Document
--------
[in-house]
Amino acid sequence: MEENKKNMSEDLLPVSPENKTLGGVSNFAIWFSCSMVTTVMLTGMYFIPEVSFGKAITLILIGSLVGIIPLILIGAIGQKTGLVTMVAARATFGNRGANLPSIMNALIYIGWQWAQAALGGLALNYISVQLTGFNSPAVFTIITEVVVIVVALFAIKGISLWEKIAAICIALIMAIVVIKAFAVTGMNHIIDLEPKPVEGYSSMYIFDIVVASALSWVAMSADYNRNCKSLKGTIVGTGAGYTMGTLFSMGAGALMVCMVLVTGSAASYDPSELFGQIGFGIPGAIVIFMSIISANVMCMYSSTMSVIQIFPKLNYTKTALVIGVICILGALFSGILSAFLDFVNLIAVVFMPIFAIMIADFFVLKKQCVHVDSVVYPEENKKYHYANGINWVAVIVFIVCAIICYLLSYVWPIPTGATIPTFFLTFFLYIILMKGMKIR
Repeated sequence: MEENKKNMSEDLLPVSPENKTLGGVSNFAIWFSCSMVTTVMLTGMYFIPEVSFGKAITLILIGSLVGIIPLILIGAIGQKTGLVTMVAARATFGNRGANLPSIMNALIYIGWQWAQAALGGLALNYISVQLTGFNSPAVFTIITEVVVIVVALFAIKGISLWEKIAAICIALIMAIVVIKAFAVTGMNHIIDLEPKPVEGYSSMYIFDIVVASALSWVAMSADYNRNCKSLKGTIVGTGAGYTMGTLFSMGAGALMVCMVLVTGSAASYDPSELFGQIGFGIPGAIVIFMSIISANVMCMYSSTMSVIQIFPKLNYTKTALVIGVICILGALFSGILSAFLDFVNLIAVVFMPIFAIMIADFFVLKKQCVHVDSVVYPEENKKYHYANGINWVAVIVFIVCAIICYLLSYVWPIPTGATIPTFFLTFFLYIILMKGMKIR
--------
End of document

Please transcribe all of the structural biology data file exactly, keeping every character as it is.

[in-house]
Amino acid sequence: MEENKKNMSEDLLPVSPENKTLGGVSNFAIWFSCSMVTTVMLTGMYFIPEVSFGKAITLILIGSLVGIIPLILIGAIGQKTGLVTMVAARATFGNRGANLPSIMNALIYIGWQWAQAALGGLALNYISVQLTGFNSPAVFTIITEVVVIVVALFAIKGISLWEKIAAICIALIMAIVVIKAFAVTGMNHIIDLEPKPVEGYSSMYIFDIVVASALSWVAMSADYNRNCKSLKGTIVGTGAGYTMGTLFSMGAGALMVCMVLVTGSAASYDPSELFGQIGFGIPGAIVIFMSIISANVMCMYSSTMSVIQIFPKLNYTKTALVIGVICILGALFSGILSAFLDFVNLIAVVFMPIFAIMIADFFVLKKQCVHVDSVVYPEENKKYHYANGINWVAVIVFIVCAIICYLLSYVWPIPTGATIPTFFLTFFLYIILMKGMKIR
Repeated sequence: MEENKKNMSEDLLPVSPENKTLGGVSNFAIWFSCSMVTTVMLTGMYFIPEVSFGKAITLILIGSLVGIIPLILIGAIGQKTGLVTMVAARATFGNRGANLPSIMNALIYIGWQWAQAALGGLALNYISVQLTGFNSPAVFTIITEVVVIVVALFAIKGISLWEKIAAICIALIMAIVVIKAFAVTGMNHIIDLEPKPVEGYSSMYIFDIVVASALSWVAMSADYNRNCKSLKGTIVGTGAGYTMGTLFSMGAGALMVCMVLVTGSAASYDPSELFGQIGFGIPGAIVIFMSIISANVMCMYSSTMSVIQIFPKLNYTKTALVIGVICILGALFSGILSAFLDFVNLIAVVFMPIFAIMIADFFVLKKQCVHVDSVVYPEENKKYHYANGINWVAVIVFIVCAIICYLLSYVWPIPTGATIPTFFLTFFLYIILMKGMKIR